Banks brace for third round of PPP loans

Mid-Columbia lenders are ready to begin processing a new wave of Paycheck Protection Program loans.

As a third edition of the popular forgivable loan ramped up in mid-January, local lenders said they would apply the lessons they learned from the first two but stood ready to respond to their customers, defying word that some lenders were beset by “PPP fatigue.”

Congress first authorized the PPP program in the Coronavirus Aid Relief and Economic Security Act then extended it through the 2021 Consolidated Appropriations Act, signed into law shortly after Christmas.

New borrowers and some businesses who received PPP loans in 2020 could begin applying for the new round the week of Jan. 11, according to the U.S. Small Business Administration and Treasury Department.

The latest round includes $284 billion for more easily forgivable PPP loans, according to an analysis by the National Credit Union Administration, a federal entity. The bill also allows some businesses to apply for a “Second Draw” loan and simplifies the process to apply for loan forgiveness for loans of $150,000 or less.

The bill reserved $30 billion for loans made by community development financial institutions and by institutions with assets of less than $10 billion.

Mid-Columbia lenders say they are ready for the new wave of applications. They reject the “fatigue” argument, though they acknowledge they were plenty busy when the coronavirus relief bill took effect last spring.

In the first two rounds, lenders issued 5.2 million loans totaling more than $525 billion, sometimes under crushing application volumes. The government calculates it supported more than 51 million jobs.

The crushing demand led to decidedly unbankerly hours – seven-day work weeks and late nights that extended past midnight. But local lenders are undaunted.

“We don’t have any fatigue to speak of. We’re most concerned with helping our members get through this crisis,” said Mike Shortell, assistant vice president for the SBA lending team for Numerica Credit Union, which has branches in each of the Tri-Cities.

Michael Shortell

It processed about 1,000 loans worth a combined $85 million over three months. It was an “unprecedented” effort to master a new program with changing rules. Shortell said the 2021 round should be smoother.

“We understand the rules a lot better,” he said. “I don’t think it’s going to be chaotic in the next round.”

Last spring, Numerica attempted to get ahead of the program by studying the bill itself. It had to adapt once the SBA issued rules.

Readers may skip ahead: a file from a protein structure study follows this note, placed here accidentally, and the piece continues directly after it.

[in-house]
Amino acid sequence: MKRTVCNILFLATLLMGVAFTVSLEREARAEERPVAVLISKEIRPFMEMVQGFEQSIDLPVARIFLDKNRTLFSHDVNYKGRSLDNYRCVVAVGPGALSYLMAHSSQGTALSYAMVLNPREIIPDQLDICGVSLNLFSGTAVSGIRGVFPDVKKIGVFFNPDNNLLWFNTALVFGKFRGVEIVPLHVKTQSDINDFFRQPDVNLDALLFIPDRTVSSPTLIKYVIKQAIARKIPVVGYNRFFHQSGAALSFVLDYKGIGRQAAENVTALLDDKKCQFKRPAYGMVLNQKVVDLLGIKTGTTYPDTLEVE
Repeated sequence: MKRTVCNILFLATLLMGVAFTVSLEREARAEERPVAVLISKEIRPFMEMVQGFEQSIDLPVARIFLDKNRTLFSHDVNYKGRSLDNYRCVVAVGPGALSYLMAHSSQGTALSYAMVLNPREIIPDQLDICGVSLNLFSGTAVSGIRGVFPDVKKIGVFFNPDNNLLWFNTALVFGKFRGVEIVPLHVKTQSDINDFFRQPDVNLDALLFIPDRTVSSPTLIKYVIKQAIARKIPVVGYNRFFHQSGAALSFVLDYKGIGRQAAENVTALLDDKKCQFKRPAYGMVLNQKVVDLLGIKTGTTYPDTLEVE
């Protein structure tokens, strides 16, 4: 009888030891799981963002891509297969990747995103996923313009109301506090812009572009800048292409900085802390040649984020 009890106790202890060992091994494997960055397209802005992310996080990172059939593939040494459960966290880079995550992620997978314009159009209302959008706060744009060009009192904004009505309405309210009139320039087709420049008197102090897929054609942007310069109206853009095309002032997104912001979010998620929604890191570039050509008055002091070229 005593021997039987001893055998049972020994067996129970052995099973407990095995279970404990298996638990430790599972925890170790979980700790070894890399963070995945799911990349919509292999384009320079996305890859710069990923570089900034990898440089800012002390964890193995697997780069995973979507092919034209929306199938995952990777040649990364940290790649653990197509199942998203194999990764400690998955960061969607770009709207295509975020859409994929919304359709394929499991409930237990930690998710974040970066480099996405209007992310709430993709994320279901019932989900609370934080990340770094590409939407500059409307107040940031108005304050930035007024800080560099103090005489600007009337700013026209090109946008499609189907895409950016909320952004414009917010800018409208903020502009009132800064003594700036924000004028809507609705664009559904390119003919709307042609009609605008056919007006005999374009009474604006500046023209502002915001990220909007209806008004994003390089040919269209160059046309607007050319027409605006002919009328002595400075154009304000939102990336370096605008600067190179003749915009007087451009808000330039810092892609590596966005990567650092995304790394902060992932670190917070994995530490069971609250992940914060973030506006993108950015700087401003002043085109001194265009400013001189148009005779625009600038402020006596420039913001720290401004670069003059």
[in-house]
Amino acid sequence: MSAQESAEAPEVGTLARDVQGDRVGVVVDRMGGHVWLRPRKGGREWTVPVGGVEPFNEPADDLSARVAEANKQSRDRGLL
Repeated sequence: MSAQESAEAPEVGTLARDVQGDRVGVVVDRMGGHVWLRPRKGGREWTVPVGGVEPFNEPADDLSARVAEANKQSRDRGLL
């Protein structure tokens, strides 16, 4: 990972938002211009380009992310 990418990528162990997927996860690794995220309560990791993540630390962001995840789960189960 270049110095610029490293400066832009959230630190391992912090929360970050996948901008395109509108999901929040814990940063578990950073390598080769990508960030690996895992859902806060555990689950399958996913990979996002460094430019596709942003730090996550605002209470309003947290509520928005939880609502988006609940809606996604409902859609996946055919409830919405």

“We learned not to get too far ahead of the rules last time,” he said.

Until the rules are available, it is difficult to confirm who is eligible for the latest round, although it is tailored to smaller businesses this time around.

The new PPP program earmarks billions for small businesses and authorizes a “Second Draw” program for some businesses to secure a second PPP loan. The bill includes language to help smaller businesses that got shut out the first time, many of whom did not apply.

Community First Bank, which serves the Tri-Cities, expected to open its application portal on Jan. 13.

Eric Pearson, president, expects an orderly roll out compared to 2020.

Eric Pearson

The first rounds were marked by a rush to apply for limited funds. For 2021, he said the SBA is taking a “metered” approach, with restrictions on how many applications it takes and how fast it processes them. Funds won’t be exhausted.

“Everyone will have a chance to apply,” he said.

There may have been fatigue from the unrelenting application process in 2020 and then the crush of forgiveness applications, but it has dimmed, Pearson said.

“We see it as so important for our local business community and economy, there’s no way we’re not going to participate,” he said.

Susan Horton

Wheatland Bank, another major PPP lender in Eastern Washington, is ready to go as well, said Susan Horton, president.

Wheatland expects to process up to $50 million in PPP loans, she said.

And STCU, the Spokane-based credit union with three Tri-City branches and a growing local presence, completed about 1,200 PPP loans in 2020. The effort included helping smaller unions process member applications as well.

It is ready for the latest edition.

“We’ll be ready. We’ll be ready to help them,” said Dan Hansen, spokesman.

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